Proof That Your Lifestyle Really Does Have An Impact On Acne

Proof That Your Lifestyle Really Does Have An Impact On Acne

Diet, exercise, stress and more can have an impact on acne—and your efforts to achieve clear skin.

Proof that lifestyle can have an impact on acne

There’s no debating that acne treatment products are essential for achieving and maintaining clear skin, but skincare is only part of the equation. In addition to using effective, dermatologist recommended acne-targeting ingredients like benzoyl peroxide, salicylic acid and sulfur, every day activities like eating, exercising and even how you handle stress can improve acne breakouts—or make them worse. Here, a few scientifically proven ways that your lifestyle can impact your complexion.


Cut the carbs for clear skin

Pasta, bread, rice, sweets, soda, juice and anything sugary have a high glycemic index, which means they cause blood glucose (sugar) to spike as they are digested. This rise in blood sugar prompts the production of hormones that stimulate oil production, which can increase the development of acne. In this study, researchers found that subjects who ate a low-glycemic diet (think lean protein, vegetables and healthy fats) had significantly less acne breakouts. It’s definitely OK to indulge your sweet tooth once in a while, but you may want to think twice when you’re in the mood for snack.

Moo-ve over dairy

Dairy products like milk and cheese are high in protein, calcium and other beneficial nutrients, but they may be contributing to your acne. Dermatologists have mixed views about the connection between the two, but a handful of studies have identified links to breakouts. In one, teenagers who drank more skim milk had more acne breakouts, and another found that whey protein (a main component of milk) has an impact on the hormones, oil production, clogged pores and inflammation associated with blemishes. Other small-scale studies have established a relationship between dairy and acne, however most doctors agree more research is necessary. In the meantime, it couldn’t hurt to cut back a little, right?

Get your ZZZ’s

Everyone’s bodies need a chance to recharge, and that’s why sleep is so important. Too little sleep causes a host of problems—and acne may be one of them. When they body doesn’t get the quality rest it needs, it produces a hormone called cortisol, which has been associated with obesity, decreased immune system function, depression and more. Cortisol also ramps up your skin’s oil production, and excess oil increases the likelihood of acne breakouts.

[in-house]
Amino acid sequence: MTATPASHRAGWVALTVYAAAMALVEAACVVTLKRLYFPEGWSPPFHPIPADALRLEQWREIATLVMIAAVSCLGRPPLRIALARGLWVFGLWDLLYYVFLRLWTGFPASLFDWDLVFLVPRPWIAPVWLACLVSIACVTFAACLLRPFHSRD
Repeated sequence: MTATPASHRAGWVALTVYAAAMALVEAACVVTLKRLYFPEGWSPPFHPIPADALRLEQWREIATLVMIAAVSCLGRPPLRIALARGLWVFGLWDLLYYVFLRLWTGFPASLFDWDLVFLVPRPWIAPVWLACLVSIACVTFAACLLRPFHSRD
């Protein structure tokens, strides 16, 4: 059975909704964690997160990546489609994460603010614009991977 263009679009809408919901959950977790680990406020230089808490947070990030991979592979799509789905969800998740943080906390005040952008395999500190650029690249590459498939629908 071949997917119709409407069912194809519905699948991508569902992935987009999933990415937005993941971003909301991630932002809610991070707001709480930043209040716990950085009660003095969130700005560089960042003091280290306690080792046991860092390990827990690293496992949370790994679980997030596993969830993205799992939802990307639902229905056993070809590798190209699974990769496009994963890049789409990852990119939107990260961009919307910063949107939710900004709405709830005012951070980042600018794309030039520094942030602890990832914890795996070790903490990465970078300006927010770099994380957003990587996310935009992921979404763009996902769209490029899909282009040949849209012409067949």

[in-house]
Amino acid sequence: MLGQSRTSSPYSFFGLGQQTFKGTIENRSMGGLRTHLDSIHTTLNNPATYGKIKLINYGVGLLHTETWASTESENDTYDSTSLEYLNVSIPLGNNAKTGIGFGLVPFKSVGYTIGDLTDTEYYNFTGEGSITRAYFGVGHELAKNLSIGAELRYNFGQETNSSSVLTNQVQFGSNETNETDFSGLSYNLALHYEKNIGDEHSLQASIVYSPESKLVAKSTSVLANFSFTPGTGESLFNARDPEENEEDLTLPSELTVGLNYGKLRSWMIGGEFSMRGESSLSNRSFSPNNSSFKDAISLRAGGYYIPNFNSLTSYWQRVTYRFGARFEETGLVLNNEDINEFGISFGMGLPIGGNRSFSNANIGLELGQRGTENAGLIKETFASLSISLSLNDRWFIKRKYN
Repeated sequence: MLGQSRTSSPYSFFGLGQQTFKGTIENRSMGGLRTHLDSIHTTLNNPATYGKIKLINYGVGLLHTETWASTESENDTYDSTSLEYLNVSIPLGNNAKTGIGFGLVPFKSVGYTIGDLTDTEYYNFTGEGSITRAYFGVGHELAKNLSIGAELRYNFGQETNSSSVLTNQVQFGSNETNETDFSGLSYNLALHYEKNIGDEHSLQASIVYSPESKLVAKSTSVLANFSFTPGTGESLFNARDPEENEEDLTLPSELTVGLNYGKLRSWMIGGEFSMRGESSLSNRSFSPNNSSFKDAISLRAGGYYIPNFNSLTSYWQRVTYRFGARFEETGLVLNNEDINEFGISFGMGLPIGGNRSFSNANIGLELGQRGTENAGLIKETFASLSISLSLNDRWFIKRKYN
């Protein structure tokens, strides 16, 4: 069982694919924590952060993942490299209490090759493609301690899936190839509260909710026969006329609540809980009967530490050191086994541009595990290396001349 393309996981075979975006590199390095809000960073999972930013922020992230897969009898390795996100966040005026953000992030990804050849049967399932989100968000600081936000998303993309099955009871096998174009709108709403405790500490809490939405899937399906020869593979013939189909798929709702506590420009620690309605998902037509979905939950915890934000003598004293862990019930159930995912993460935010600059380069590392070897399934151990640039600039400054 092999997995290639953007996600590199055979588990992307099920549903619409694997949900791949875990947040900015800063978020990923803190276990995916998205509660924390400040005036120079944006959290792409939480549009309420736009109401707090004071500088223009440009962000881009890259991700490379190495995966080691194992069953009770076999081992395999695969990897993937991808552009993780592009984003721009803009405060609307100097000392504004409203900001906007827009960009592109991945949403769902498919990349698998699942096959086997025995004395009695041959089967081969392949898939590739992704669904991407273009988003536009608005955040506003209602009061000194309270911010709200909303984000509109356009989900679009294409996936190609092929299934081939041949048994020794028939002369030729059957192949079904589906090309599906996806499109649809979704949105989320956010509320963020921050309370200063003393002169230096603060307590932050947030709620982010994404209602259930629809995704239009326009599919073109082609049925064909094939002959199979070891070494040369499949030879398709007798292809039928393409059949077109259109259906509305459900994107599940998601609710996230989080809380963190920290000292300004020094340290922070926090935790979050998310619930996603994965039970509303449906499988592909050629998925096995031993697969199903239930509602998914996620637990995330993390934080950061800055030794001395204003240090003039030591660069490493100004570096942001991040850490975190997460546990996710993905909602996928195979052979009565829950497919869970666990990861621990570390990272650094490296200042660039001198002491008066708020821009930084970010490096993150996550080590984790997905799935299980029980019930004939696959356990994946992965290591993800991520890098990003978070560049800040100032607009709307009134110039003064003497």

Try to stress less

Maybe you’ve noticed that you break out before a big test, when you’re having problems you’re your family or friends, or just when you have a lot going on. Stress is another factor that increases cortisol levels, which in turn causes the skin to produce more oil that can lead to more acne. Knowing this, it makes sense that reducing stress (when possible) can help minimize breakouts—and there are a number of ways to chill out. Studies have shown the stress-reducing effects of meditation and exercise, but any activity that helps you relax can potentially reduce breakouts, and that would make you feel less stressed, right?


Up your intake of omega-3s

Omega-3 fatty acids are “good fats” found in foods like salmon, chia seeds, walnuts and more—and they are available in supplement form as well. If you’re on a quest for clear skin, adding omega-3s to your diet may help. This 2014 study found that participants with mild to moderate acne experienced a significant decrease in inflammatory and non-inflammatory acne (i.e. blackheads, whiteheads and other breakouts) after 10 weeks.

Pop a probiotic

We all know “bad” bacteria contribute to breakouts, but did you know that “good” bacteria may keep P. acnes in check? According to this 2015 research, probiotics have been shown to reduce P. acnes bacteria, but they provide additional benefits that can have a beneficial effect on acne. Probiotics also promote the skin’s production of ceramides, which are an important part of the skin barrier. Increased ceramides help the skin hold onto moisture, which can help minimize dryness and other side effects of acne treatment products. Even more, probiotics have been shown to reduce inflammation, which is another main component of the acne cycle.

Consider silver-infused fabrics

Silver has been used to promote wound healing for centuries, but recent research has proven that this metal has anti-bacterial properties. So, what if you wore a silver-infused shirt to ward off body acne or used a pillowcase with silver threads to further minimize the bacteria that could come in contact with your skin—and enhance the results achieved with acne treatment products? You can also find washcloths, towels, sheets, underwear, workout clothes and more with a quick Google search.